“There’s got to be something I can use in here,” Ruth muttered as she paged through her collection.
Now here’s something you need to know about quilters and their odd-block boxes (or bags or totes)—these collections function like scrapbooks. A bit of leftover orange binding can bring back memories of a shopping trip with friends. A stack of white circles may be left over from a frenzied Christmas-present making event with a child. A square of flannel from a shirt may encourage memories of a lost Dad or brother.
It didn’t take long for Ruth to be lost in her own fabric reveries, leaving her teal problem unsolved.
She was just about to shut the box when her fingers flipped up a small patchwork heart. When she rummaged it out from the bottom of the pile, two more hearts came with it.
“Andrea,” Ruth whispered. “I haven’t thought of you in a long time.”
Among quilters in the Corvus River Valley, Andrea Karlsen was a legend. A tiny woman with the briskness of a January cold snap, Andrea had played a key role in the formation of the Carding Quilt Guild back in the sewing wilderness of the 1970s when nobody made quilts much less talked about them.
At that point in time, there was no such thing as a quilt shop, no quilt shows, no quilt classes or even teachers. And the fabric…Ruth shuddered at the memory of the loosely woven, too-often synthetic, blah colored stuff on a bolt that talented women such as Andrea had endured before somebody recognized there was money to be made in high-quality, colorful cotton fabric.
As she smoothed the three hearts out on her sewing table, Ruth chuckled over her favorite “Andrea story.” It was about making her first quilt, crafted without a pattern or any idea how much fabric a quilt needed.
Andrea had finished the quilt top and was shopping for something to use for its back in the old Woolworth’s store in White River Junction.
“The only thing they had that was remotely acceptable was this wretched dark orange stuff,” Andrea said. “But I wanted to finish my quilt so I picked up the bolt, and brought it to the counter to have it cut. The trouble was, when they asked me how much I needed, I had no idea. But ten yards struck me as a nice round number so that’s what I bought.”
Now Andrea’s first quilt was small so she had a lot of the godawful orange stuff left over.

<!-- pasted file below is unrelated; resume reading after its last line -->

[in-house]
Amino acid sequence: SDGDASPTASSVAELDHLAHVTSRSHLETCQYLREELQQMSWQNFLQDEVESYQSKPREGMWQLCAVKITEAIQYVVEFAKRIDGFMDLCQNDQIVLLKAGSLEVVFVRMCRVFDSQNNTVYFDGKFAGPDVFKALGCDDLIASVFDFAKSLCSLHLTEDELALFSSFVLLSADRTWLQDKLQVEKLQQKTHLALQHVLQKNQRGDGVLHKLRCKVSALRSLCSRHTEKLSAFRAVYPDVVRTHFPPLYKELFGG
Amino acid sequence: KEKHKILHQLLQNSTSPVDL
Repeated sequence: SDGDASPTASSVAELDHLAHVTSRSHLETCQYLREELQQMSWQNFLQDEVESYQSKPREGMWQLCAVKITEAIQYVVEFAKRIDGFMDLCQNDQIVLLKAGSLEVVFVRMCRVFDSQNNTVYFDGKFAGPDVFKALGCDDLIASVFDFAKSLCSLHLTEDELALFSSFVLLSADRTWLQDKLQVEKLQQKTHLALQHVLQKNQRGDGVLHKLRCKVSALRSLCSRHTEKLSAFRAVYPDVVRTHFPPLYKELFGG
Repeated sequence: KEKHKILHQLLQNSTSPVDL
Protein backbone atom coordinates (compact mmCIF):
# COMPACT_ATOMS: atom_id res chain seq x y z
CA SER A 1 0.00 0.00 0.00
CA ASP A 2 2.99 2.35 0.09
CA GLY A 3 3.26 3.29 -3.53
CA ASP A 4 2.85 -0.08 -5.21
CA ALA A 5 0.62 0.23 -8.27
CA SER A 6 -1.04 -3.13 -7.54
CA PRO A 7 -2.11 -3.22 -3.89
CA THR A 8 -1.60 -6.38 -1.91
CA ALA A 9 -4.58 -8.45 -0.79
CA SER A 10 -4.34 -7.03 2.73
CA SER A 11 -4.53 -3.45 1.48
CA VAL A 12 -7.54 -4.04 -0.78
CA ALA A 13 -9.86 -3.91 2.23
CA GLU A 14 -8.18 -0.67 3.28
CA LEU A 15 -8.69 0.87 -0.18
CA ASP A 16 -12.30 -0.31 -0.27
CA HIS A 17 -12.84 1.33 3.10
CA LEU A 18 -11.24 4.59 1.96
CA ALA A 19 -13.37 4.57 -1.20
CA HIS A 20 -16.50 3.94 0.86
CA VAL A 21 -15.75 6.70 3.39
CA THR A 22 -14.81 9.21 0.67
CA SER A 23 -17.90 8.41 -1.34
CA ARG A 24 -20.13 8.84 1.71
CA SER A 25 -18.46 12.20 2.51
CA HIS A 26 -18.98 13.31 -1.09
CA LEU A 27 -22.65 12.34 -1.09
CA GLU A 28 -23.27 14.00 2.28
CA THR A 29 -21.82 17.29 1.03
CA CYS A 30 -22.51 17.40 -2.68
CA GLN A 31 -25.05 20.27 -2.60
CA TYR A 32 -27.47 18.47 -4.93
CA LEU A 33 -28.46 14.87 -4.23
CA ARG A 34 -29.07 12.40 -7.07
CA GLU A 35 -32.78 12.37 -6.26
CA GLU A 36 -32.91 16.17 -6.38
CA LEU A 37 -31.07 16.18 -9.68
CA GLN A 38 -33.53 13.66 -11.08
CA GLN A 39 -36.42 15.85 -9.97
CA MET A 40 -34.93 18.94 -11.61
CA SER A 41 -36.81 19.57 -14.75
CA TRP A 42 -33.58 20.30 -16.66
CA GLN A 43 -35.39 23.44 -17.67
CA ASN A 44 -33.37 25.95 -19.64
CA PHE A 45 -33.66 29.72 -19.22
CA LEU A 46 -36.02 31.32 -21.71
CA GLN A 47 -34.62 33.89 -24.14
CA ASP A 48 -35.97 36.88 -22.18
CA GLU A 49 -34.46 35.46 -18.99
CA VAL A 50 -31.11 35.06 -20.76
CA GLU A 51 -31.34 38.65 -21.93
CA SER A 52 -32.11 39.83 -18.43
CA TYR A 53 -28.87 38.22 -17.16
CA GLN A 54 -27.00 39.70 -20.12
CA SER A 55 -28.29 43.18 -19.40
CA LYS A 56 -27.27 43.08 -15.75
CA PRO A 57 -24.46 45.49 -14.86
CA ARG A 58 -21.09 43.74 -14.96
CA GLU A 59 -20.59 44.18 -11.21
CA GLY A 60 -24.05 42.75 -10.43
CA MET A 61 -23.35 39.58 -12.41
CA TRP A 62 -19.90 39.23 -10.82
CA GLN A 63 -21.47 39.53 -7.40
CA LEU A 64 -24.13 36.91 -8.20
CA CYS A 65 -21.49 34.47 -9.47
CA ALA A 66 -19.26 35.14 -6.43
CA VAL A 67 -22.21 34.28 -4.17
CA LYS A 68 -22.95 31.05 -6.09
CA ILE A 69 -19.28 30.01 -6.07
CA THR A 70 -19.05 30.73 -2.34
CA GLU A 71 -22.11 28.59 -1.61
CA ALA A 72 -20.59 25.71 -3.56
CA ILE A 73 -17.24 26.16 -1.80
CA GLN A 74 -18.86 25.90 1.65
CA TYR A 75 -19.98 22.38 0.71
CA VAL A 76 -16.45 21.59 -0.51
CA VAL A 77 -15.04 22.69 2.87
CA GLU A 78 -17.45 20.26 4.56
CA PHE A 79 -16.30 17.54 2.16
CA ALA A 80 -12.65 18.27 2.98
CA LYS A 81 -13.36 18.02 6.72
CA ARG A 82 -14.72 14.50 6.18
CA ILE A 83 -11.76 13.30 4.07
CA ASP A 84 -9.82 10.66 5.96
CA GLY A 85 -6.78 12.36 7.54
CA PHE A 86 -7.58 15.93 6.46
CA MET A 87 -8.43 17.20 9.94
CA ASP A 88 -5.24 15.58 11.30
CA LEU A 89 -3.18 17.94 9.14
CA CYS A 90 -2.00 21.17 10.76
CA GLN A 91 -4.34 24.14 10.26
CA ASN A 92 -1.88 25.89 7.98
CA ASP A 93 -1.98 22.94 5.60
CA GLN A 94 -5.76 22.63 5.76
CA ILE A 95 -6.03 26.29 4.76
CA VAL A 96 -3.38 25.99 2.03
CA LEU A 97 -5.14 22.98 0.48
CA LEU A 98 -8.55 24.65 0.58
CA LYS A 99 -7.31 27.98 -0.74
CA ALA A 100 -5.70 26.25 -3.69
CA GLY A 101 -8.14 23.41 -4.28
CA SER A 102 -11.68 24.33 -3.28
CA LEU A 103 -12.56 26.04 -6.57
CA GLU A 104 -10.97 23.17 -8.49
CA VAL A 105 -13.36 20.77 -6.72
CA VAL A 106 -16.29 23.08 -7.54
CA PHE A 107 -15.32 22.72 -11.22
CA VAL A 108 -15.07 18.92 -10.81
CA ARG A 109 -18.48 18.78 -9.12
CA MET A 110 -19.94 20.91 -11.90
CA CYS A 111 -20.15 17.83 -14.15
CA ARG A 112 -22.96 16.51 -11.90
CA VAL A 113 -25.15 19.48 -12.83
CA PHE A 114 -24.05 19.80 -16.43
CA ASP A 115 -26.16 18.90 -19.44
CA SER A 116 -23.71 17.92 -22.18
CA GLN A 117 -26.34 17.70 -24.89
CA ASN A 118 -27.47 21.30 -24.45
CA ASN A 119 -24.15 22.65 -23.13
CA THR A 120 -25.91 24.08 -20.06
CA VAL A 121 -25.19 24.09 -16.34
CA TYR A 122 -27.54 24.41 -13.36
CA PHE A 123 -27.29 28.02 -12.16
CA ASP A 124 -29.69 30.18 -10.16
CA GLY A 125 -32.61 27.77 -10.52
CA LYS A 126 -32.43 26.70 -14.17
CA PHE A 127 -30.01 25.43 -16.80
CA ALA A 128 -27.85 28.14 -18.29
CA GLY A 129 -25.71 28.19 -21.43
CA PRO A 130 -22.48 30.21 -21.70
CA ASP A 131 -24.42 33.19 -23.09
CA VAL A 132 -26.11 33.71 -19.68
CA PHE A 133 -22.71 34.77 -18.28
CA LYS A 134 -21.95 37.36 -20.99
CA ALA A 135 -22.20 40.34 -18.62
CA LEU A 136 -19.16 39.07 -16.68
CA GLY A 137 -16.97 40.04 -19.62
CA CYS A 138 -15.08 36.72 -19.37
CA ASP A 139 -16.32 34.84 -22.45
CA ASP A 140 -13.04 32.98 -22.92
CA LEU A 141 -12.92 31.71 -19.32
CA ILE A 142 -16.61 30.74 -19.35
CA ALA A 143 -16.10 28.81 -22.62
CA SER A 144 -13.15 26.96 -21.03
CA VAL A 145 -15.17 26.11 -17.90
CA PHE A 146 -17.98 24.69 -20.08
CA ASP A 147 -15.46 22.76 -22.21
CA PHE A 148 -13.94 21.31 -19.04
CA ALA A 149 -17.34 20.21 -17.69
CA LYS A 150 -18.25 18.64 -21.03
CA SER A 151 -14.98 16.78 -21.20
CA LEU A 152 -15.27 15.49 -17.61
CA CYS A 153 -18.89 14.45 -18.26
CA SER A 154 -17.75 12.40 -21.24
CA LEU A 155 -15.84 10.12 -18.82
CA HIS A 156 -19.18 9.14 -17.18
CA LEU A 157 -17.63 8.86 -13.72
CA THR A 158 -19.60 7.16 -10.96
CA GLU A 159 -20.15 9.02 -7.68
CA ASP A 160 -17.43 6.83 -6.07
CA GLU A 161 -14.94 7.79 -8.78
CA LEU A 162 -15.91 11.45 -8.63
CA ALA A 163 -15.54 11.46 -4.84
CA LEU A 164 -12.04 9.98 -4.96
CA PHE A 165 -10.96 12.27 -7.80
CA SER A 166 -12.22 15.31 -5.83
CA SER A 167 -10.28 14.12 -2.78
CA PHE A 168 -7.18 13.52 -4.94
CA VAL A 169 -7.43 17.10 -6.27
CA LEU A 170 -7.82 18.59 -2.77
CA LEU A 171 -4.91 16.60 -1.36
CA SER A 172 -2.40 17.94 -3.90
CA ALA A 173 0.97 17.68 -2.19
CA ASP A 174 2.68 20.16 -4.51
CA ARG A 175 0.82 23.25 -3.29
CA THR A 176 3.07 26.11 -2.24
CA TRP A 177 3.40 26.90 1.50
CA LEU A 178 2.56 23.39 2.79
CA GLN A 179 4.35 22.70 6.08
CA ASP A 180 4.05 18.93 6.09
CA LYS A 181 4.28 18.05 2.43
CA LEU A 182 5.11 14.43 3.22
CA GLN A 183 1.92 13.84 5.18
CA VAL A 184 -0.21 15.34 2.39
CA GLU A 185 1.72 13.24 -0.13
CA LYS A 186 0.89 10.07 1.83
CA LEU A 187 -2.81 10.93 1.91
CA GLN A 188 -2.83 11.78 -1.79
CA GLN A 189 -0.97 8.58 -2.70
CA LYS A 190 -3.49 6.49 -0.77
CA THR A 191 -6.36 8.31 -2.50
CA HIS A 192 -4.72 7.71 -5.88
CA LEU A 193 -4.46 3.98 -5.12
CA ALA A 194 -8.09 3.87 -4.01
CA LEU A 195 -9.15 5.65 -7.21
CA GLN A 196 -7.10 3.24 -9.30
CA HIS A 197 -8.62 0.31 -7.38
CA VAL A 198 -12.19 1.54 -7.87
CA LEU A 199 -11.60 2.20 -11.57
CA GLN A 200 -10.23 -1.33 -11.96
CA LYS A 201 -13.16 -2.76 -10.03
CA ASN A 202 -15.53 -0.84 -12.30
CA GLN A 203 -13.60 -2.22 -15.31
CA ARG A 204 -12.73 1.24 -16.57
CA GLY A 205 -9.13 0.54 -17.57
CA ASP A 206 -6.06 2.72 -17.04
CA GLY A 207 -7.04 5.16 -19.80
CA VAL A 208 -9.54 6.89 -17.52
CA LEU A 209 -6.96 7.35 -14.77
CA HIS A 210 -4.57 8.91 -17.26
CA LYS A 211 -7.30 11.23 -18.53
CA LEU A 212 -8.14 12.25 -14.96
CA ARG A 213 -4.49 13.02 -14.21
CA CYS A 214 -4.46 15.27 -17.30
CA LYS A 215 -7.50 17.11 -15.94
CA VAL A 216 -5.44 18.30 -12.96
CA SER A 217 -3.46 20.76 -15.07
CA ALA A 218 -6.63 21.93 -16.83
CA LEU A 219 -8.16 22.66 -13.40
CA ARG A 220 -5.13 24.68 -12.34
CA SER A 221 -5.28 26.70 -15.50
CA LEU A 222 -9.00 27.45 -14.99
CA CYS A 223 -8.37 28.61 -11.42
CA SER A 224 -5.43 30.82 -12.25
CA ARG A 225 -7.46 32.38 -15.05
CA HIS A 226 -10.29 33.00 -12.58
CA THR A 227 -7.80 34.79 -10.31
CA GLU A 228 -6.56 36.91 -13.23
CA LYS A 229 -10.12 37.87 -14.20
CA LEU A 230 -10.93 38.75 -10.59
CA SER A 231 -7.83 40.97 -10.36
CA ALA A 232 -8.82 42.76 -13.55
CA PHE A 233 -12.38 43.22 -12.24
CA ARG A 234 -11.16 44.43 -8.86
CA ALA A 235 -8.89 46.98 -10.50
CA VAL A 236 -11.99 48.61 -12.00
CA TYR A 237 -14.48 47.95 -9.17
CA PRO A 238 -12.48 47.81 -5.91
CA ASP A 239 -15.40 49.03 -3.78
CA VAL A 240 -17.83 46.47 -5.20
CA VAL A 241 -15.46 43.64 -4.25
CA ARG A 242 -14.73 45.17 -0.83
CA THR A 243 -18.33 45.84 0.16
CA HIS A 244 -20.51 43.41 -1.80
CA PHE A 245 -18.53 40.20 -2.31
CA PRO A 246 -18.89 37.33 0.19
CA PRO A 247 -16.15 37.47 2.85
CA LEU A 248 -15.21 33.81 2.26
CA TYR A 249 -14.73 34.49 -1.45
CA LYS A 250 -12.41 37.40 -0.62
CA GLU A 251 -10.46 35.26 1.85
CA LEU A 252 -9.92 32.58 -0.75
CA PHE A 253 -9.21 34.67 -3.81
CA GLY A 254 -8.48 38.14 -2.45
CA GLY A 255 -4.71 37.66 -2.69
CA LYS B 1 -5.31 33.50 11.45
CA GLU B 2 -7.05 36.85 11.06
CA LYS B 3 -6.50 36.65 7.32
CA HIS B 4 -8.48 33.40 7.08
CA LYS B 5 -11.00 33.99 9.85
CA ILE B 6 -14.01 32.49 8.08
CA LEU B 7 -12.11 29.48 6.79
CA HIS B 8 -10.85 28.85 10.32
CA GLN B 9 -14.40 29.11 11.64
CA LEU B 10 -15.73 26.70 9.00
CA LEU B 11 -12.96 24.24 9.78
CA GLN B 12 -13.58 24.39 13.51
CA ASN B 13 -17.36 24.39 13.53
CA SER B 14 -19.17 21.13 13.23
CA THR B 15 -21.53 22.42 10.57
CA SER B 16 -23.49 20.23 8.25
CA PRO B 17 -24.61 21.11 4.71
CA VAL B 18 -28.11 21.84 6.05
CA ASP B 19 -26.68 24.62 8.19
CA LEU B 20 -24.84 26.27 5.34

An awful lot of it, in fact.
It sat in her stash cabinet ignored, unloved, and alone while Andrea helped form the Carding Quilt Guild, served on the committee of the first Carding Fair and Quilt Show, and taught at the Carding Academy of Traditional Arts as its first quilt teacher.
In fact, the orange stuff didn’t resurface until the members of the guild decided to do an ugly Christmas fabric swap. Everyone put a quarter-yard of fabric in a wrapped box, all the boxes were placed on a central table, and each participant chose a box not her own.
As you can imagine, the quarter-yard of Andrea’s godawful orange stuff got the biggest groan of the evening. As a matter of fact, it got the biggest groan the Christmas after that and the Christmas after that.
By the fourth Christmas, guild members watched carefully when Andrea arrived, noting the wrapping paper she used because nobody wanted to get stuck with her godawful orange stuff. But as soon as she knew her box had been noted, Andrea slid a second, unnoticed box onto the table. She knew she’d take the first package home but the second one…well…that one always went home with someone else.
Ruth took home three of them.
When Andrea finally moved into an assisted living apartment near her daughter, she proudly told her friends that she had only one yard of the godawful orange stuff left.
Ruth offered to dispose of it lest anyone else suffer as she had.
The patchwork hearts on Ruth’s sewing table had been among the last blocks Andrea made for her fellow guild members before she moved. As luck would have it, they were the perfect complement for the teal waiting for Ruth’s attention.
She glanced at the clock. It was late but she decided to sew anyway. She could sleep some other time. Now she had a deadline to meet, and a dear friend to remember.